The fourth factor is whether Cunningham's conduct was willful or in bad faith. We do not know the motivations behind Cunningham's lack of participation in this litigation. However, the "[a]bsence of reasonable excuses may suggest that the conduct was willful or in bad faith." Roman v. City of Reading, 121 F. App'x 955, 960 (3d Cir. 2005) (non-precedential) (citing Ware v. Rodale Press, Inc., 322 F.3d 218, 224 (3d Cir. 2003)) (noting also that "[i]n the face of court-imposed deadlines, repeated failure to observe court imposed deadlines and total failure to pursue a claim beyond the pleadings may constitute willful conduct" (citation omitted)). Cunningham's disregard of Plaintiffs' discovery requests, unexplained non-compliance with our Order of June 29, 2009, and failure to respond to D&B's cross-claims were not isolated acts but part of a continuing pattern. Cunningham's conduct suggests that his failure to participate in the litigation is willful.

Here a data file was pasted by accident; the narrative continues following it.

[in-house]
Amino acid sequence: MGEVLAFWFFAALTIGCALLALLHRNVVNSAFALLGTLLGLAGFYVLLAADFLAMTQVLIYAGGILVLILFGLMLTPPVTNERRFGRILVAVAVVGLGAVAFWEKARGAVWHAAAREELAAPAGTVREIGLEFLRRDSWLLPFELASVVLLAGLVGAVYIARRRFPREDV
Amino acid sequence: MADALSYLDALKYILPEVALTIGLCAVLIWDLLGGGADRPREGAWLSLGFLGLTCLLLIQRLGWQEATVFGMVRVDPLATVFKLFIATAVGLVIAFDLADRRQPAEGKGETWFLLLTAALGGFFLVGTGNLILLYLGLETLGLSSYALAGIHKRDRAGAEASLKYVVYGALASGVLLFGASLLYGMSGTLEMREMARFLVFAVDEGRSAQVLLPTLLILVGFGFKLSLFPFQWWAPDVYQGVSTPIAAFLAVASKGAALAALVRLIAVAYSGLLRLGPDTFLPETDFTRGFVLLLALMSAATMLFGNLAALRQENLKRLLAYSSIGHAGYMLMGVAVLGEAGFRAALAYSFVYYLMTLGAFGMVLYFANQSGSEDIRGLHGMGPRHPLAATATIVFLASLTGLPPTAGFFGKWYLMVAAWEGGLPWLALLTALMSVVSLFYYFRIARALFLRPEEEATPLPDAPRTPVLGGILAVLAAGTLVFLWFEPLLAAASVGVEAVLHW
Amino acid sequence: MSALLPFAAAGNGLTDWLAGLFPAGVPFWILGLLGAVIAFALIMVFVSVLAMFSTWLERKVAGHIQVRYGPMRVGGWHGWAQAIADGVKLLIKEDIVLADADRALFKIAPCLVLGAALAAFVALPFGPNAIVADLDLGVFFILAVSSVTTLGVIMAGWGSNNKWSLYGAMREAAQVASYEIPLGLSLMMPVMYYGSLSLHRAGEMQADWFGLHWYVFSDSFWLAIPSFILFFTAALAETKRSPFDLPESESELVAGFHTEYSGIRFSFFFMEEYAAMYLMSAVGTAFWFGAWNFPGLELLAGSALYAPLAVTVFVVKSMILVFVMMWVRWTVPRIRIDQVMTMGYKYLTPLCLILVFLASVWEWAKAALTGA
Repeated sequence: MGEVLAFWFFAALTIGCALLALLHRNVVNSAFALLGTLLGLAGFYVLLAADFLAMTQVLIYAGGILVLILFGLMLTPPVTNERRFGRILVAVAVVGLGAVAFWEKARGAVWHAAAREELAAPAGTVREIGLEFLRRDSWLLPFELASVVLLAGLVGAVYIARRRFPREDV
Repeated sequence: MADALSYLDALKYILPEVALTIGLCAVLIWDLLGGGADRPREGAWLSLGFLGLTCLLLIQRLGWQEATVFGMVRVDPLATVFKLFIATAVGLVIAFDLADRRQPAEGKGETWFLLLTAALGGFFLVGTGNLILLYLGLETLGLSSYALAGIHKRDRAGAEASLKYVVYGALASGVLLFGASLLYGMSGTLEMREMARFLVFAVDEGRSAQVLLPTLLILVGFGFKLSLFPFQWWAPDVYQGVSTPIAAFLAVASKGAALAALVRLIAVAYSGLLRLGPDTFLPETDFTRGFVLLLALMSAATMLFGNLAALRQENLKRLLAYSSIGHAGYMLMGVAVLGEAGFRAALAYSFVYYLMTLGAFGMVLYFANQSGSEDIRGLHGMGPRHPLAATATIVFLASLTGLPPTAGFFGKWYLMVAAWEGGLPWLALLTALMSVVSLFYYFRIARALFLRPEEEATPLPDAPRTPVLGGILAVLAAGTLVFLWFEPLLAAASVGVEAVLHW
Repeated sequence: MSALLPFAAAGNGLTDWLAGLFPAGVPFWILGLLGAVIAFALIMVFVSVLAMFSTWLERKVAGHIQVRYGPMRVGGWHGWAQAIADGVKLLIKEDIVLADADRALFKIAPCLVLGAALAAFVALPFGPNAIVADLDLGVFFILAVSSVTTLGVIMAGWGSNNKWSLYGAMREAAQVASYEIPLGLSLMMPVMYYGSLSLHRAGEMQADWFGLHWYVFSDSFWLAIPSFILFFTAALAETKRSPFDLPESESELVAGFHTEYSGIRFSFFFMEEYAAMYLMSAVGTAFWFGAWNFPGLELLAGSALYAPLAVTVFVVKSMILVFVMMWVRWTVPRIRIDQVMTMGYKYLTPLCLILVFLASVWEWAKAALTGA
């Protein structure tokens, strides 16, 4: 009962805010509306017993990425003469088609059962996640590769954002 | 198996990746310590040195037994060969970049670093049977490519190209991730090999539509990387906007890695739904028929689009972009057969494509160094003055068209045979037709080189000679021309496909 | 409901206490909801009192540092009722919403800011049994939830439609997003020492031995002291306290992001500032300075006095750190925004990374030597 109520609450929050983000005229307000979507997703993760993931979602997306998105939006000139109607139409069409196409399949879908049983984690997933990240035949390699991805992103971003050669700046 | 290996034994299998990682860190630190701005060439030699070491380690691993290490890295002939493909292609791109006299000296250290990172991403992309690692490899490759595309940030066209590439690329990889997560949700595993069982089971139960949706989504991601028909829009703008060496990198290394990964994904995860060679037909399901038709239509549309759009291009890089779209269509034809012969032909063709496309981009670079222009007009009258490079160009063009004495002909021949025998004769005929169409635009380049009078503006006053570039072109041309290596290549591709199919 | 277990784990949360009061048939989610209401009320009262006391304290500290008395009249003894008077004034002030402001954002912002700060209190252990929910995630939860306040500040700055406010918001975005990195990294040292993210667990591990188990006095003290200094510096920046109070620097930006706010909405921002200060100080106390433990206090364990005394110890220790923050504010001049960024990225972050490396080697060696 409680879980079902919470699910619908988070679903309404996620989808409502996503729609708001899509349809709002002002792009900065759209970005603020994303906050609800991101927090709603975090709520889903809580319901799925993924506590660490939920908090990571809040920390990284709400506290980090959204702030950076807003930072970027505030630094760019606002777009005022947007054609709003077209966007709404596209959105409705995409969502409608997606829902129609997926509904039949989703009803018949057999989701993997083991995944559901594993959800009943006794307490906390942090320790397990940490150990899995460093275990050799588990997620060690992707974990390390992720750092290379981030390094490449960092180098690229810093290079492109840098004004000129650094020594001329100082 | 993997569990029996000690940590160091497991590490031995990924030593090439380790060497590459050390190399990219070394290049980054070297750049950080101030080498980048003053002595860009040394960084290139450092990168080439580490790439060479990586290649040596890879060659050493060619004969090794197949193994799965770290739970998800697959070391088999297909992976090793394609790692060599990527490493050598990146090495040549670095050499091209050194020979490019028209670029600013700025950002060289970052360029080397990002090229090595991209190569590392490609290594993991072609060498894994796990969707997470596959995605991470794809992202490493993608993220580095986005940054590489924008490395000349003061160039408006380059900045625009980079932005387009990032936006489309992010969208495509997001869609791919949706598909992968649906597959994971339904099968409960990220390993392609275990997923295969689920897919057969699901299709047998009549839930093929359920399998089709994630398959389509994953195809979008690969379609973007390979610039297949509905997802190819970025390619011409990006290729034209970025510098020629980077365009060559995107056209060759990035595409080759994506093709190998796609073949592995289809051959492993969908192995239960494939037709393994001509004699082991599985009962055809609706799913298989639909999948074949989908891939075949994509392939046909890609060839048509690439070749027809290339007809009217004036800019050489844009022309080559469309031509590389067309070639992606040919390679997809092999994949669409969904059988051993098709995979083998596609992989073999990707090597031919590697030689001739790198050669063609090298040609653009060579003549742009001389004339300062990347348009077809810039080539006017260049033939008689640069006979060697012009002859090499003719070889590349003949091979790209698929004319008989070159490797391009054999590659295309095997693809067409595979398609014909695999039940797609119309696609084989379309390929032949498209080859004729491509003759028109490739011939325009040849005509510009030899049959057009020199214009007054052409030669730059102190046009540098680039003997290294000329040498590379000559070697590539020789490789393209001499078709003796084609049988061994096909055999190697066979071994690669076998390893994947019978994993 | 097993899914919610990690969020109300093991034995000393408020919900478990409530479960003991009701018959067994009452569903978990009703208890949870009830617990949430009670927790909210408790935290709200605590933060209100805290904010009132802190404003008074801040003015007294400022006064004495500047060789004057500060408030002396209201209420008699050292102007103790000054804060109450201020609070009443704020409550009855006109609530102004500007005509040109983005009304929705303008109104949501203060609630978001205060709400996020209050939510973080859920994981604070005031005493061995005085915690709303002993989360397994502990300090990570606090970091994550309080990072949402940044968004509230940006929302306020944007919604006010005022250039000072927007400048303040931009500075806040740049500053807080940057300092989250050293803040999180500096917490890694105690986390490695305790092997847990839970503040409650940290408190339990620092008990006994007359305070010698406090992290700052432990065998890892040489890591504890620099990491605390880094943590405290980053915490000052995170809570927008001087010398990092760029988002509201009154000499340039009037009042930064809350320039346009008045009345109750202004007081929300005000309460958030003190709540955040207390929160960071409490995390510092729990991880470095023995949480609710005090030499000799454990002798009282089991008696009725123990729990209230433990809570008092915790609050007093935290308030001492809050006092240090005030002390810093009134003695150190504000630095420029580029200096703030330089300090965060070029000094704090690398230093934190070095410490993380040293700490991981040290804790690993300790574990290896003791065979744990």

The fifth factor addresses the effectiveness of sanctions other than dismissal. Under the circumstances, it would appear that alternative sanctions against Cunningham are not likely to be effective. Moreover, Cunningham's failure to explain his conduct, "depriv[es] us of the ability to craft a more moderate sanction that will ensure future compliance." See Plumbers Union, 2009 WL 2591153, at *4. Having disregarded an order from this Court, having failed to respond to Plaintiffs' discovery requests, and having failed to plead or otherwise respond to D&B's cross-claims, it is apparent that any alternative sanctions against Cunningham would be fruitless.
The sixth and final factor is whether Cunningham has a meritorious defense. Cunningham filed a two-page Answer, consisting of four paragraphs, in response to the 128-paragraph Amended Complaint. He asserted no affirmative defenses or counterclaims. A defense is "deemed meritorious when the allegations of the pleadings, if established at trial, would... constitute a complete defense." Poulis, 747 F.2d at 869-70. Cunningham's Answer does not meet this standard.